Before the tinsel went on.
As I unpacked the Christmas decorations it felt like less than six months since I packed them away (tradition insists that I pack them away…good sense dictates it too). No2 son said it felt like much more than a year since the last tree went to the great bonfire at the bottom of the garden. He is like me, he loves and remembers the decorations.
They departed to get the tree last weekend, it took so long I began to wonder about trips to Lapland. Before they went a tape measure was brandished in the living room and so I thought, ” You never know they might just bring back a tree that fits, Naaa they won’t ”
It was too big. Of course it was too big. It is always too big.
Here is the photographic proof:
The bottom had to be cut, that’s it on the stove, then it was all dug out again and the pot excavated to get the tree deeper down, and even then:
The tree is scrapping the wretched artex on the ceiling! So the fairy will be looking for a new job this Christmas or getting a severe crick in the neck.
Still at least we havn’t had the usual panic as the tree starts to fall over complete with my lifetimes collection of baubles. Yet.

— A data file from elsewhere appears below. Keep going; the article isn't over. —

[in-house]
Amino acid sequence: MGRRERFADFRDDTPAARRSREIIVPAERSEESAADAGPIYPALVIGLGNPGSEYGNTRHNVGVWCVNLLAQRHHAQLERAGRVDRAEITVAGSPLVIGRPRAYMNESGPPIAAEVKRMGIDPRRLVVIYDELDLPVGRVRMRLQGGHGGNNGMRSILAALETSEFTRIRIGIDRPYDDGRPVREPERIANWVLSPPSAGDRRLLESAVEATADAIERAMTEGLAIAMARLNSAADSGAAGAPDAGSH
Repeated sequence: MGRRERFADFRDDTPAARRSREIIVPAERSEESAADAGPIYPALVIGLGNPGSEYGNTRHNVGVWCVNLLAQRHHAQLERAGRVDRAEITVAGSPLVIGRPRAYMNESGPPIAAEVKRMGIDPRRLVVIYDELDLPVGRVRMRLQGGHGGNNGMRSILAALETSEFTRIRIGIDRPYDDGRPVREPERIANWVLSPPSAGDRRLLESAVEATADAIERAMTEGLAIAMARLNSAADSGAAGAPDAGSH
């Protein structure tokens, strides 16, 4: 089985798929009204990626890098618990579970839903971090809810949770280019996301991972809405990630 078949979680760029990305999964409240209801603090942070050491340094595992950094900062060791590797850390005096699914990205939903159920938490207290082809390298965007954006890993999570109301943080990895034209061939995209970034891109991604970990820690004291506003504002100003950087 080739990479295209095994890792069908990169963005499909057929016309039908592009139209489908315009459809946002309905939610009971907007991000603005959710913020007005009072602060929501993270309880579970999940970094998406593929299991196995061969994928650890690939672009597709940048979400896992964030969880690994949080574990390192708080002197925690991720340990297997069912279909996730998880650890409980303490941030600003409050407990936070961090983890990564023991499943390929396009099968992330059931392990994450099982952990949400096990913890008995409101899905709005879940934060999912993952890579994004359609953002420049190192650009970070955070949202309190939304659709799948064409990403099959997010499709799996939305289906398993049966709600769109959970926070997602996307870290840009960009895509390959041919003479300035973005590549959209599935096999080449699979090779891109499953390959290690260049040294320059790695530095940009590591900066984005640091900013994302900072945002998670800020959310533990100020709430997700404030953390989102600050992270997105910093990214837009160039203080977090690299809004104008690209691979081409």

I could probably bore you with the provenance of everything on the tree…but I won’t- just the little christmas tree at the bottom left above. I bought it to take with me on my first trip to Africa one Christmas. We spent Christmas day at Victoria Falls having cooked the Christmas Pud on an open fire at Sinamatella Ridge in Zimbabwe the night before. So we had the pud, we had the tree and we got turkey at the hotel on Christmas Day; only there was a guard on the terrrace to stop the hippos gatecrashing the party from the lawns where they grazed. When we crossed the Zambezi river that day there was a stream of women walking over the bridge to buy boxes of bread in Zimbabwe to take back to Zambia where often it was unobtainable. My visitors last week told me that these days the same thing is happening only the flow of women and bread goes in the opposite direction as Zambia has supplies and Zimbabwe frequently does not.
That trip ended memorably at Lusaka airport where a passing businessman overheard the check- in desk being unhelpful. He took up my case vigorously with the woman from the airline and within minutes they were arguing violently, the fight became physical and the man climbed over the check in conveyor belt to further his point as people arrived from all over, it took three people to hold each of them back. By that time my plane had left without me , oh joy. The airline had to admit it was at fault having brought the flight forward two hours without telling me when I confirmed, no not willingly, but they then said there was no accommodation and the restaurant was on strike and the next flight was four days away….oh extra joy. They did in the end get me onto a BA flight the next day.